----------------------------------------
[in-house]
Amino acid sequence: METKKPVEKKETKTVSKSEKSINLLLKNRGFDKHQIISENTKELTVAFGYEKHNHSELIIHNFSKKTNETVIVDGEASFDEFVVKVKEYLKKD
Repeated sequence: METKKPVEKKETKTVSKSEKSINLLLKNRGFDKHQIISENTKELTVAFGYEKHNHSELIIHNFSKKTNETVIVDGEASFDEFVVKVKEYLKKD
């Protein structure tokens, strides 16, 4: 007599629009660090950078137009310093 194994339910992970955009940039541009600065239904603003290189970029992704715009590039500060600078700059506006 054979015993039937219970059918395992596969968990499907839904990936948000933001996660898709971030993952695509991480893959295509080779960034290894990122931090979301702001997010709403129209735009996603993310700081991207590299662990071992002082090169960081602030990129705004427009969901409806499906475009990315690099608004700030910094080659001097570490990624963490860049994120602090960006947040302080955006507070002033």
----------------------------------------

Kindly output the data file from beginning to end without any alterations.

[in-house]
Amino acid sequence: METKKPVEKKETKTVSKSEKSINLLLKNRGFDKHQIISENTKELTVAFGYEKHNHSELIIHNFSKKTNETVIVDGEASFDEFVVKVKEYLKKD
Repeated sequence: METKKPVEKKETKTVSKSEKSINLLLKNRGFDKHQIISENTKELTVAFGYEKHNHSELIIHNFSKKTNETVIVDGEASFDEFVVKVKEYLKKD
């Protein structure tokens, strides 16, 4: 007599629009660090950078137009310093 194994339910992970955009940039541009600065239904603003290189970029992704715009590039500060600078700059506006 054979015993039937219970059918395992596969968990499907839904990936948000933001996660898709971030993952695509991480893959295509080779960034290894990122931090979301702001997010709403129209735009996603993310700081991207590299662990071992002082090169960081602030990129705004427009969901409806499906475009990315690099608004700030910094080659001097570490990624963490860049994120602090960006947040302080955006507070002033």